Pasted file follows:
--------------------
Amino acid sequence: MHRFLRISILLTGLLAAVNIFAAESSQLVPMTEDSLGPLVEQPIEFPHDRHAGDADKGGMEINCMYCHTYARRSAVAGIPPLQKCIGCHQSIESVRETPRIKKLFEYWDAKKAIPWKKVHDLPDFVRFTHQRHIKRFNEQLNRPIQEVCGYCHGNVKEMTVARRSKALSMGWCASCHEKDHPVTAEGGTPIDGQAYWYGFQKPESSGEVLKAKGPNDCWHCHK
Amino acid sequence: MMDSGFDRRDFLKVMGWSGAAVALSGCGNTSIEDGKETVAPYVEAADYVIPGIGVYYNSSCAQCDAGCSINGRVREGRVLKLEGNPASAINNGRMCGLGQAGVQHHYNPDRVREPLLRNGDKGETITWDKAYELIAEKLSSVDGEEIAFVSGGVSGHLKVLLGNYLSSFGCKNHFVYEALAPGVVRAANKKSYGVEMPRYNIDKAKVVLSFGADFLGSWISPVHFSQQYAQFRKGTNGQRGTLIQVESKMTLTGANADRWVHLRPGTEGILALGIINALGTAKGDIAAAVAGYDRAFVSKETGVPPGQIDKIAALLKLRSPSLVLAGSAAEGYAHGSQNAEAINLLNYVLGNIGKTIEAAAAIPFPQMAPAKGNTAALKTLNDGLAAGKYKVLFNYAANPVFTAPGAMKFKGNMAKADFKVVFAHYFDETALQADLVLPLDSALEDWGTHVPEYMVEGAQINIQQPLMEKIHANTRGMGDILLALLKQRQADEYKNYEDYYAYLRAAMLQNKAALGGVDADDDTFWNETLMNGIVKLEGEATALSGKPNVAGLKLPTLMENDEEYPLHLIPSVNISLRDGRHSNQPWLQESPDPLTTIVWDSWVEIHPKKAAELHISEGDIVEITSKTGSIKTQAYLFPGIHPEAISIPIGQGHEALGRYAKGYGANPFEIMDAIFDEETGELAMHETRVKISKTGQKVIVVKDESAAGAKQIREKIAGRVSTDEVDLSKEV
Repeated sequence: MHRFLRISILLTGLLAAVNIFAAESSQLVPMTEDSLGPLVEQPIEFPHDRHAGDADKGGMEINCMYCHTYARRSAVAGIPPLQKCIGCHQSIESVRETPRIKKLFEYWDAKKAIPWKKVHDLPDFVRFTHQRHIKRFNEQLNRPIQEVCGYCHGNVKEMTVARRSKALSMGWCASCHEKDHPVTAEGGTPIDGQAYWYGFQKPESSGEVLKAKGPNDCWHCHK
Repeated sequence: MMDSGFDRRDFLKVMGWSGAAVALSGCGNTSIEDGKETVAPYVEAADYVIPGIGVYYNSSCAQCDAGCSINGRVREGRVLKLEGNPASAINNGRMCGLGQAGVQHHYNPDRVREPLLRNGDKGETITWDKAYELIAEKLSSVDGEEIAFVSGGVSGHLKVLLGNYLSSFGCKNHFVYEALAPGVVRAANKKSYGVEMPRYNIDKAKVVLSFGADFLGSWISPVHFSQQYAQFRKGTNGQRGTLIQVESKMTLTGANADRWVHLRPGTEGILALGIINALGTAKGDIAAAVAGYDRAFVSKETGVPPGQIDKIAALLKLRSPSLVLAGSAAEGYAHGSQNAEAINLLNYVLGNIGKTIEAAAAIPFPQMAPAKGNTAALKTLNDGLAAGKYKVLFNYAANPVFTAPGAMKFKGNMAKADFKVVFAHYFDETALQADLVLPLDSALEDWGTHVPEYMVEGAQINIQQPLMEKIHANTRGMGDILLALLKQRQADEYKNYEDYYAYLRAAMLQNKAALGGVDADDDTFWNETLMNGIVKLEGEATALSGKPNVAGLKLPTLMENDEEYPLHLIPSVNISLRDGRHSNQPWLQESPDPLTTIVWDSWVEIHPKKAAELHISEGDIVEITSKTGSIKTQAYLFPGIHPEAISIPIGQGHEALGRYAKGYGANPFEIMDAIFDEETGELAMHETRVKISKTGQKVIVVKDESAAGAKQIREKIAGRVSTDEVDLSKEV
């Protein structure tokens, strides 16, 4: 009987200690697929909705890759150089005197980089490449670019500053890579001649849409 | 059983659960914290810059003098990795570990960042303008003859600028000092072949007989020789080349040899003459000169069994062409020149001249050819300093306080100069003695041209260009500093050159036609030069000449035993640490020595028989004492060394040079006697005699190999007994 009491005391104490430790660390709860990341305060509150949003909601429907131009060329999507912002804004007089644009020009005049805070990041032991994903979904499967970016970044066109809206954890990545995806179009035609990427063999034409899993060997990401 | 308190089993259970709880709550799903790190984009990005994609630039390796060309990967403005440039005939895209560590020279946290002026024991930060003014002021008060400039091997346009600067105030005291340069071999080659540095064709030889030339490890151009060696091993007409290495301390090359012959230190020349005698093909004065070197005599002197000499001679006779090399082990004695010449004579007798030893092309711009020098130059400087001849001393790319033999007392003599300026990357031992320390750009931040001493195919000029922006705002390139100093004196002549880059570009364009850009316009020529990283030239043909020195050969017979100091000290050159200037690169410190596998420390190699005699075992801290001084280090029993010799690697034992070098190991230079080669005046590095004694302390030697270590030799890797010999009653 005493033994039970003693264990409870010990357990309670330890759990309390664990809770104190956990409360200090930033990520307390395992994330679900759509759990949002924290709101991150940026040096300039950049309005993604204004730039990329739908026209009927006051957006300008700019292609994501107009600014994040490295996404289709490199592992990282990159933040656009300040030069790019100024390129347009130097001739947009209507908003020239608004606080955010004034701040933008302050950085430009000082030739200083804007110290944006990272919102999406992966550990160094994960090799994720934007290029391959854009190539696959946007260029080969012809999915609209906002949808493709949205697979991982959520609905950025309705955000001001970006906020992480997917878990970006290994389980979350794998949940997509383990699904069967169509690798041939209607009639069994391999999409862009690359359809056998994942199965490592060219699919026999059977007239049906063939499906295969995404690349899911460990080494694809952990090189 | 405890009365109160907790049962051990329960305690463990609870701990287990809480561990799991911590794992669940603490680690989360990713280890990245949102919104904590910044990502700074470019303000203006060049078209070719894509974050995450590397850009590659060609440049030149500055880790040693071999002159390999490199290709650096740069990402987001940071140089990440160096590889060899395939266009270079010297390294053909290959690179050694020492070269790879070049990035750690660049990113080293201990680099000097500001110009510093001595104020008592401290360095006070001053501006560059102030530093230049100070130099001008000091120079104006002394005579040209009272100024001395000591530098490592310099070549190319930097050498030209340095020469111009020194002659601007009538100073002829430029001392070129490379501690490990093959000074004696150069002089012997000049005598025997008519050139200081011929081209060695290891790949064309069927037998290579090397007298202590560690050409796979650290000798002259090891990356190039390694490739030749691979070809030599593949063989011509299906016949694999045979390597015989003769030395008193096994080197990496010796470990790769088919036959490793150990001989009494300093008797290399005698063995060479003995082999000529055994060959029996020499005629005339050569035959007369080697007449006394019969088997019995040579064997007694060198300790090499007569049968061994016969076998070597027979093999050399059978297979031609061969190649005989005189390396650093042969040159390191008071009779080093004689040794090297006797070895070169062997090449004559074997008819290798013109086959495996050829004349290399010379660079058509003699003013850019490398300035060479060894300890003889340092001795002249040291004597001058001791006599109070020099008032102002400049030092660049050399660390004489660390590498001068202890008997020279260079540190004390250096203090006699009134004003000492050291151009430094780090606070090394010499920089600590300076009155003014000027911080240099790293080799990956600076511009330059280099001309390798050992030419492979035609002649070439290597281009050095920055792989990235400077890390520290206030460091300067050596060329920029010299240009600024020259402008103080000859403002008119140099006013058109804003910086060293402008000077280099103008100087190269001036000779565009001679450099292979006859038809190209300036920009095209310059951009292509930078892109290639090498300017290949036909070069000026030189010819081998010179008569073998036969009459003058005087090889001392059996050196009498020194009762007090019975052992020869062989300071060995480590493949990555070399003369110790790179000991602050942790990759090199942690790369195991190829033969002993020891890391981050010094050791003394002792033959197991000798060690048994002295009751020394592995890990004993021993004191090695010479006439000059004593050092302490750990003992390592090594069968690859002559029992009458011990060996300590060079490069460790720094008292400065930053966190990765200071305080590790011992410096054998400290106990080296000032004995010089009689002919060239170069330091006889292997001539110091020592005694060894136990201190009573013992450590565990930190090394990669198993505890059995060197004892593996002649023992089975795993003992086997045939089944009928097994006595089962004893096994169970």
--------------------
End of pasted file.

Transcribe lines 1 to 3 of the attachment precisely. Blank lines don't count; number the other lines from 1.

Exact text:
Amino acid sequence: MHRFLRISILLTGLLAAVNIFAAESSQLVPMTEDSLGPLVEQPIEFPHDRHAGDADKGGMEINCMYCHTYARRSAVAGIPPLQKCIGCHQSIESVRETPRIKKLFEYWDAKKAIPWKKVHDLPDFVRFTHQRHIKRFNEQLNRPIQEVCGYCHGNVKEMTVARRSKALSMGWCASCHEKDHPVTAEGGTPIDGQAYWYGFQKPESSGEVLKAKGPNDCWHCHK
Amino acid sequence: MMDSGFDRRDFLKVMGWSGAAVALSGCGNTSIEDGKETVAPYVEAADYVIPGIGVYYNSSCAQCDAGCSINGRVREGRVLKLEGNPASAINNGRMCGLGQAGVQHHYNPDRVREPLLRNGDKGETITWDKAYELIAEKLSSVDGEEIAFVSGGVSGHLKVLLGNYLSSFGCKNHFVYEALAPGVVRAANKKSYGVEMPRYNIDKAKVVLSFGADFLGSWISPVHFSQQYAQFRKGTNGQRGTLIQVESKMTLTGANADRWVHLRPGTEGILALGIINALGTAKGDIAAAVAGYDRAFVSKETGVPPGQIDKIAALLKLRSPSLVLAGSAAEGYAHGSQNAEAINLLNYVLGNIGKTIEAAAAIPFPQMAPAKGNTAALKTLNDGLAAGKYKVLFNYAANPVFTAPGAMKFKGNMAKADFKVVFAHYFDETALQADLVLPLDSALEDWGTHVPEYMVEGAQINIQQPLMEKIHANTRGMGDILLALLKQRQADEYKNYEDYYAYLRAAMLQNKAALGGVDADDDTFWNETLMNGIVKLEGEATALSGKPNVAGLKLPTLMENDEEYPLHLIPSVNISLRDGRHSNQPWLQESPDPLTTIVWDSWVEIHPKKAAELHISEGDIVEITSKTGSIKTQAYLFPGIHPEAISIPIGQGHEALGRYAKGYGANPFEIMDAIFDEETGELAMHETRVKISKTGQKVIVVKDESAAGAKQIREKIAGRVSTDEVDLSKEV
Repeated sequence: MHRFLRISILLTGLLAAVNIFAAESSQLVPMTEDSLGPLVEQPIEFPHDRHAGDADKGGMEINCMYCHTYARRSAVAGIPPLQKCIGCHQSIESVRETPRIKKLFEYWDAKKAIPWKKVHDLPDFVRFTHQRHIKRFNEQLNRPIQEVCGYCHGNVKEMTVARRSKALSMGWCASCHEKDHPVTAEGGTPIDGQAYWYGFQKPESSGEVLKAKGPNDCWHCHK